35. Murder By Death- Like The Exorcist But More Breakdancing (2003)

Flashback to the fall of 2002, a little band called Little Joe Gould came through Washington D.C. to play a show at WMUC studios at the University Of Maryland, with The Chase and Off Minor, and they damn near burned the house down. Quite literally, in fact, as the band turned off all the lights and lit their cymbals on fire at the beginning of the set. Oh, pre-Great White in Rhode Island days…They were one of the most powerful touring bands to come through D.C. in some time, considering what a buzz they put on all attendees at the show. Of course I wouldn’t really know, as instead of being there, my high school emo band was playing a show that same night at the Electric Maid in Takoma Park. Either way, the drummer of one of the bands I was in got his hands on their tape, and we would end up listening to it all the time that fall.

Soon after this record came out, they changed their name to Murder By Death, and continued on their path. At the time they may have been one of the more innovative bands I had heard. Perfect for late night drives, some tracks have a brooding, gothic darkness to them, while some are rife with wistful, light and breezy nostalgia. “I’m Afraid Of Who’s Afraid of Virginia Wolfe” still has the power to take me right back to the time and place when I was first listening to this record, the sign of a lasting, important, vital work of art. Complete with a cello player, they must have had a big influence on fellow midwesterners Cursive, who along with bands like Interpol, Lucero and the Weakerthans ended up taking them on tour. They continued to put out new records and are still a band I believe, but nothing they’ve put out since has compared with the destructive beauty of this album.

34. Explosions In The Sky- Those Who Tell The Truth Shall Die, Those Who Tell The Truth Shall Live Forever (2001)

This decade, Explosions In The Sky ended up being the definitive band of the “post rock” sound, not so much because they deserved it, but more due to the exposure that the “Friday Night Lights” soundtrack brought them. Yes, every time you tune in to the hit TV show or watch the critically acclaimed 2004 film, you can hear the solemn guitar lines and rising crescendos and cymbal crashes that make a strangely fitting soundtrack for stories about a high school football team in Texas. Explosions made a devoted following of obsessive fans by essentially applying the Nirvana approach to the Post Rock sound, honed and pioneered by bands like The Mercury Program.

This may be their most groundbreaking record, their sophomore album, yet miles high above their debut How Strange, Innocence. Accompanied with a riveting album cover depiction of the Angel Of Mons (a folktale from World War One, where an angel was said to be seen halting advancing soldiers from attacking each other), the songs are a soundtrack to introspection, where the listener fills in the gaps left open by the absence of vocals with their own life experience. This album features my favorite song by this band, “The Moon Is Down.” A record that will bring things out of you that may have been buried for a long time.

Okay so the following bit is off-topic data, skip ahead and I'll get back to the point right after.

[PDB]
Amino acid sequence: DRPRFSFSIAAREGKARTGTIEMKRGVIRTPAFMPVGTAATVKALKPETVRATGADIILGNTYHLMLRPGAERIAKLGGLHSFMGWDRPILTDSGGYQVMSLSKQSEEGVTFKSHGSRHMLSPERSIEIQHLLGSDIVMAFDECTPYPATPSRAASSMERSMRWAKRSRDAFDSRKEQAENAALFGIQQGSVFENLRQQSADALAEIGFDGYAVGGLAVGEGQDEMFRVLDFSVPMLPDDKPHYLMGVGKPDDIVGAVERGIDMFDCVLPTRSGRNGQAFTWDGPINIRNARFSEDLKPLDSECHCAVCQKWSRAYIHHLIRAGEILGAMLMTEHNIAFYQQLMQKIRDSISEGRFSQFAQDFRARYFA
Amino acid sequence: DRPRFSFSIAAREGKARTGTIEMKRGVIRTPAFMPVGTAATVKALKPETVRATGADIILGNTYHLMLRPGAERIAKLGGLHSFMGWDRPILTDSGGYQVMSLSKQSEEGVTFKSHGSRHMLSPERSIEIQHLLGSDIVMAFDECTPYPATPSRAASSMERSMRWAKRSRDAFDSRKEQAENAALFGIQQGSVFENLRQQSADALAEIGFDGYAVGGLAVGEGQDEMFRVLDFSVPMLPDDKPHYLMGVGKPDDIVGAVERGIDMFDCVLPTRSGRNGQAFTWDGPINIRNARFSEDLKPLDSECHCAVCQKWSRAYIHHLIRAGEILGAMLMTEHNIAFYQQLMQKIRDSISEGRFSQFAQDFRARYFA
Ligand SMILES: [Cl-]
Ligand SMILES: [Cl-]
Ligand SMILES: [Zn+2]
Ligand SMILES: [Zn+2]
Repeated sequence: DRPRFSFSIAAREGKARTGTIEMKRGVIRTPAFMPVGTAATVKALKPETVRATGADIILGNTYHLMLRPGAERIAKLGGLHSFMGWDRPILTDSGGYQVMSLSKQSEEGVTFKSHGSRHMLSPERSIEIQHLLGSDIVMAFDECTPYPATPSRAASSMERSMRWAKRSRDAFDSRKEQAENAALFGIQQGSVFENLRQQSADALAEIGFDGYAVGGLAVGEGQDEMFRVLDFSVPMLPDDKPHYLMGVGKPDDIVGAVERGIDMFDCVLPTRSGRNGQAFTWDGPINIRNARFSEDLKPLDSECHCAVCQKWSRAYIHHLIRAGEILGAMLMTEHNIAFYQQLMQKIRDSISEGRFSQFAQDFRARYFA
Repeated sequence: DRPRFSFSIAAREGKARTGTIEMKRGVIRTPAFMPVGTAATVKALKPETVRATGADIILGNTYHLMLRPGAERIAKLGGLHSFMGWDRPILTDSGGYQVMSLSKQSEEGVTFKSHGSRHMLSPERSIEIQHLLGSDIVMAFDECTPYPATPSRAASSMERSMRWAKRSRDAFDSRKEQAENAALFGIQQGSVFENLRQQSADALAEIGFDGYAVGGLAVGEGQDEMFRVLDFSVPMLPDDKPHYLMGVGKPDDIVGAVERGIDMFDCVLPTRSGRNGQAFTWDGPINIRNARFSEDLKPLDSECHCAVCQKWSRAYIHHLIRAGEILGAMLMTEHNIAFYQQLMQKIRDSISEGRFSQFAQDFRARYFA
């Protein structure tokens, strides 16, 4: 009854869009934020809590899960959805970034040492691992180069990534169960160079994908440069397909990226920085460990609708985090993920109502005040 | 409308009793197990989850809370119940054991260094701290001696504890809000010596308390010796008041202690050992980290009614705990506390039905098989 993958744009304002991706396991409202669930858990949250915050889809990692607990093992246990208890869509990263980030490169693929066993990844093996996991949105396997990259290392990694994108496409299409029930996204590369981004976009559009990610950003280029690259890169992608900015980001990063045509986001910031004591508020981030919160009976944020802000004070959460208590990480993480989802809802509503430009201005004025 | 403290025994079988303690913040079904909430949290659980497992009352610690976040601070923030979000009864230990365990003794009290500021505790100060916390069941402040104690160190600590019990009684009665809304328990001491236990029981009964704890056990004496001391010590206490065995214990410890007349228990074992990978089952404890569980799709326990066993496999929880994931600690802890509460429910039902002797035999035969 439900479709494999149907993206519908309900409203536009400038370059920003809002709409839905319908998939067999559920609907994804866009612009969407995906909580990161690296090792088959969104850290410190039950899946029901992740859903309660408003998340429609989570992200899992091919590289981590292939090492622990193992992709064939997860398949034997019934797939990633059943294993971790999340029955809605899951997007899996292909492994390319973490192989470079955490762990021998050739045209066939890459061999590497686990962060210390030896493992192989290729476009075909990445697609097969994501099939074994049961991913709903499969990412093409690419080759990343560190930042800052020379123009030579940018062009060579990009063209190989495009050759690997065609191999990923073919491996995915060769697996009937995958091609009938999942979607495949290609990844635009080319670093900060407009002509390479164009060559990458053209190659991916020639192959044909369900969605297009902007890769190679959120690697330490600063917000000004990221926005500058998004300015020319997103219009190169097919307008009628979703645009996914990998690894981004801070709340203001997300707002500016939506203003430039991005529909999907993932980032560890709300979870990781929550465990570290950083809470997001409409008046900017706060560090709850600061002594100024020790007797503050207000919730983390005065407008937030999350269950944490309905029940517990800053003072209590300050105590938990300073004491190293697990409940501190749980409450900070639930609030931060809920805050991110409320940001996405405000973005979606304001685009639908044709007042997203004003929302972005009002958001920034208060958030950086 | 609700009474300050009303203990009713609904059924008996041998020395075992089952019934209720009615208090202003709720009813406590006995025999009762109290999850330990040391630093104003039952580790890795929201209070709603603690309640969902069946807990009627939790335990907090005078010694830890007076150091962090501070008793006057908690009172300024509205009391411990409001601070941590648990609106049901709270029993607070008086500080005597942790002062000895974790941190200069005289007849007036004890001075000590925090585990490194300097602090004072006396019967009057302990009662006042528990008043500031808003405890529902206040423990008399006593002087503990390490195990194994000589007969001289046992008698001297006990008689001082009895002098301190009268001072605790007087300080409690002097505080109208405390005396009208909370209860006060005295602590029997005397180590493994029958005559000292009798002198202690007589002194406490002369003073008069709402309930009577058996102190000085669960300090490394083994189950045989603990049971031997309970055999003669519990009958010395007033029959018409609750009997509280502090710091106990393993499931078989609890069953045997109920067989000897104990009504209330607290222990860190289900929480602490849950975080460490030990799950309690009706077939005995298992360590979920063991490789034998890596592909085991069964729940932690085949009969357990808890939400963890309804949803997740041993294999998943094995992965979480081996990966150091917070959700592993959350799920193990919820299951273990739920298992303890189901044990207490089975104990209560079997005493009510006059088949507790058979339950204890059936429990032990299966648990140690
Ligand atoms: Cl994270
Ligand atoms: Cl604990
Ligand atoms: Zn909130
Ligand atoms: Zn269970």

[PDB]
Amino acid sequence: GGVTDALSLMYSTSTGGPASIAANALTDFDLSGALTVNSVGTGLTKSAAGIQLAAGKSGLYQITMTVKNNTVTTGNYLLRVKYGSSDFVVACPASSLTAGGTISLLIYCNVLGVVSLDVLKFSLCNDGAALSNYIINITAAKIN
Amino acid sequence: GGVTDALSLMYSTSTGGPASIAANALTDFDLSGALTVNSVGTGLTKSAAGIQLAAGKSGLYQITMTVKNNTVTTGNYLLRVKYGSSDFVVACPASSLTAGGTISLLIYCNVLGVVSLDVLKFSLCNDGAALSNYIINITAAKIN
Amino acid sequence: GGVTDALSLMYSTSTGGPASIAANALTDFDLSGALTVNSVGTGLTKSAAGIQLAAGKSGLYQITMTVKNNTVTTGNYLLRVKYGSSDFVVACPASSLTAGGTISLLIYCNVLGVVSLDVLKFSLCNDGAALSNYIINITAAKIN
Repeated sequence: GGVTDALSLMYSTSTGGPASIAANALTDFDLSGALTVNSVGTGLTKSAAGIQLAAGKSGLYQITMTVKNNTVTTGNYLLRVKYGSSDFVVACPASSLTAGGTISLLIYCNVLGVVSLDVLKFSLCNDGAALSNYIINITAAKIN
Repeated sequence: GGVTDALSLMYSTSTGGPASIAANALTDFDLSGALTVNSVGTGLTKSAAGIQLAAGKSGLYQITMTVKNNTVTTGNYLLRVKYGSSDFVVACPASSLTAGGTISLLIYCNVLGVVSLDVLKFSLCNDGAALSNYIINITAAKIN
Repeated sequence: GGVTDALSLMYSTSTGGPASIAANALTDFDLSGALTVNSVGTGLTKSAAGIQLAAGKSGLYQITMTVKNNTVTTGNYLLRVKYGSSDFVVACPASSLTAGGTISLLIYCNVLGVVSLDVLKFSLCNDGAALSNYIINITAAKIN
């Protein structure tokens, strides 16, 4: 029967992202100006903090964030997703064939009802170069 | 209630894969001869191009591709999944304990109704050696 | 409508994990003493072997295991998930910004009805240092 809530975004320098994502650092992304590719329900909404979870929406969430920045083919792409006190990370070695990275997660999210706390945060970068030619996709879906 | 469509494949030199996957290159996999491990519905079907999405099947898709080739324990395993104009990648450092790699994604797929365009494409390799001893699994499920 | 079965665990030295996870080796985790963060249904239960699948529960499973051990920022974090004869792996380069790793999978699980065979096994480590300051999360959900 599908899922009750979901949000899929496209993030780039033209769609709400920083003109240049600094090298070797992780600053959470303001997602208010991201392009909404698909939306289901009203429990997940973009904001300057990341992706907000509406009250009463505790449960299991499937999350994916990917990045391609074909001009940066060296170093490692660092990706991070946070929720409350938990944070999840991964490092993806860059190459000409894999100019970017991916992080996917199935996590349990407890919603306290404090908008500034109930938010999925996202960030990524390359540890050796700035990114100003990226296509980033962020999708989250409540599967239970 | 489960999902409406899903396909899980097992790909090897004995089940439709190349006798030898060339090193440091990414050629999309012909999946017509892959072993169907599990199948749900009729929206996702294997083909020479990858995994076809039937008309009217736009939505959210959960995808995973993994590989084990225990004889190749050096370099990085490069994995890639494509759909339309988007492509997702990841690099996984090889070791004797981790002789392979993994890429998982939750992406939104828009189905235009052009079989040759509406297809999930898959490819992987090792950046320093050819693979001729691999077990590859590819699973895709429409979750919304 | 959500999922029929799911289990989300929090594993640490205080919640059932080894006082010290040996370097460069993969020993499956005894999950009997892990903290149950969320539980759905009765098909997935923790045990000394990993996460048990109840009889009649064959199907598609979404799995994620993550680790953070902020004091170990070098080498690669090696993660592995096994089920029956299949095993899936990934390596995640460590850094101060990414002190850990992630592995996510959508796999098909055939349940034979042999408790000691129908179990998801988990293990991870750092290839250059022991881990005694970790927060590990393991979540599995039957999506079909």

33. Death Cab For Cutie-The Photo Album (2001)

Even though Ben Gibbard is known more for The Postal Service and the last three Death Cab albums, this record is undoubtedly the best thing he’s ever put out. Written before Gibbard assumed the crown as the spokesperson of the Garden State generation, this captures some kind of emotional lightning in a bottle. This is total high school, a record I listened to relentlessly, while driving to school with my friend Peter.

The cool thing about Billboard 100 picking up indie bands this decade is that it caught many of them several albums into their career. Thus bands like Modest Mouse and Death Cab For Cutie had several opportunities to make urgent records that weren’t yet in the spotlight. Though this wasn’t quite the album that broke them, it was the one that brought them to the edge.

Here, Gibbard builds on his everytwentysomethingman status, crafting even more stories of heartbreak, loss and failed relationships, but also countering it with more upbeat tales of life lived in the present moment that every young indie rocker yearns to relate to. Gibbard finds a way to extract beautiful moments out of even inanimate objects, by crafting an indie rock fashion statement with “I don’t mind the weather/I’ve got scarves and caps and sweaters/I’ve got long johns under slacks for blustery days.”

Whether it’s memories of laughing in a living room with old friends (album highlight “We Laugh Indoors”), or smoking a cigarette on a porch (classic opener “Steadier Footing”), he finds the subtleties in our lives, and memories of those lives, and romanticizes the fuck out of them. That’s his simple equation, and it works every time. Anyone who’s ever had a livejournal or read “Perks Of Being a Wallflower” when they were sixteen can’t help but love Death Cab For Cutie, and though history may look back and talk more about Transatlanticism or “I Will Follow You Into The Dark,” most longtime fans know this is their career best.